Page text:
ALBANY - Local organizations will receive part of millions in dollars in grants to pay for programs that provide services to crime victims.
Gov. Andrew M. Cuomo last week announced 179 community-based organizations, hospitals and law-enforcement and government agencies across the state will be awarded nearly $36.2 million in grants.
"When someone is the victim of a crime, they should have fast and easy access to services that help them recover," Cuomo said in a news release. "New York must remain a leader in providing support services to crime victims, and this funding will help us meet that goal by ensuring that there are programs available in every corner of the state."
Local recipients include:
Planned Parenthood Mohawk Hudson: $256,268 to assist all crime victims in Fulton, Montgomery, Saratoga, Schenectady, Schoharie, Washington and Warren counties.
Catholic Charities of Fulton and Montgomery Counties: two grants totaling $201,523 to serve victims of domestic violence and other crimes in Montgomery County.
Family Counseling Center of Fulton County: $39,826 to serve domestic violence victims.
Fulton County District Attorney's Office: $73,015 to assist all crime victims.
The grants, administered by the Office of Victim Services, will allow OVS to expand its victims' assistance network by funding 22 providers not currently funded by the agency. Those providers will receive grants allowing them to offer a total of 25 new programs, which will provide comprehensive services to victims of all types of crime and specialized services for victims of child abuse, sexual assault and domestic violence, in addition to help for Native Americans and young black and Hispanic men between the ages of 16 and 24 - two groups that often face barriers to getting help. The 22 newly funded providers and programs will enhance services for victims in Bronx, Cayuga, Dutchess, Erie, Franklin, Kings, Monroe, New York, Onondaga, Ontario, Seneca, Suffolk, Sullivan Wayne, Washington, Westchester and Yates counties.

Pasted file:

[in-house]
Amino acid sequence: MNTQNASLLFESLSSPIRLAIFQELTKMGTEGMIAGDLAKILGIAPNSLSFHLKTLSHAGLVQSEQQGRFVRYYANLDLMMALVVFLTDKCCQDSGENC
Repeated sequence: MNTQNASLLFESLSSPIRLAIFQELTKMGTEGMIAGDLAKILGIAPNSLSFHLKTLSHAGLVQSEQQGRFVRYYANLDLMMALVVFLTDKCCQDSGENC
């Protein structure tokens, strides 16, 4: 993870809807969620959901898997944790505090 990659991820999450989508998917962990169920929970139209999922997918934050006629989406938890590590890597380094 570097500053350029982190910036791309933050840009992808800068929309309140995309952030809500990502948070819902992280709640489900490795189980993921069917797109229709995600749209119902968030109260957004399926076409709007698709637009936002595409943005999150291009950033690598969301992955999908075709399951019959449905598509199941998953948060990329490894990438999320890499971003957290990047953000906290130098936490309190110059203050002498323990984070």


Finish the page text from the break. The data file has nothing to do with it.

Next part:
Elizabeth Cronin, director of OVS, said in the news release, "It is of paramount importance for victims to easily access services in their time of need. These programs will offer a multitude of essential support services - such as shelters, hotlines, transportation, counseling and advocacy - that are vital to crime victims. We also have expanded our reach to assist two groups of people that have been underserved in the past: young men of color and Native Americans. No one should have to face the aftermath of a crime alone."
The 179 providers, which include nonprofit, community-based organizations, government and law-enforcement agencies and hospitals, will execute three-year contracts with OVS, with the option for one two-year extension.
U.S. Rep. Bill Owens, D-Plattsburgh, said in the news release, "Community-based victims' assistance programs provide an essential community service ensuring that our friends and neighbors can get the support they need to recover from violence and tragedy. I applaud the governor's decision to provide this funding and support."
U.S. Rep. Paul D. Tonko, D-Amsterdam, said in the news release, "I am pleased to see this support for victims services in the Capital Region and throughout the entire state. When we strengthen our communities in this way, we increase the quality of life for everybody."
U.S. Rep. Chris Gibson said in the news release, "As a strong supporter of our local law enforcement and social services providers, I appreciate the state's commitment to funding these vital programs."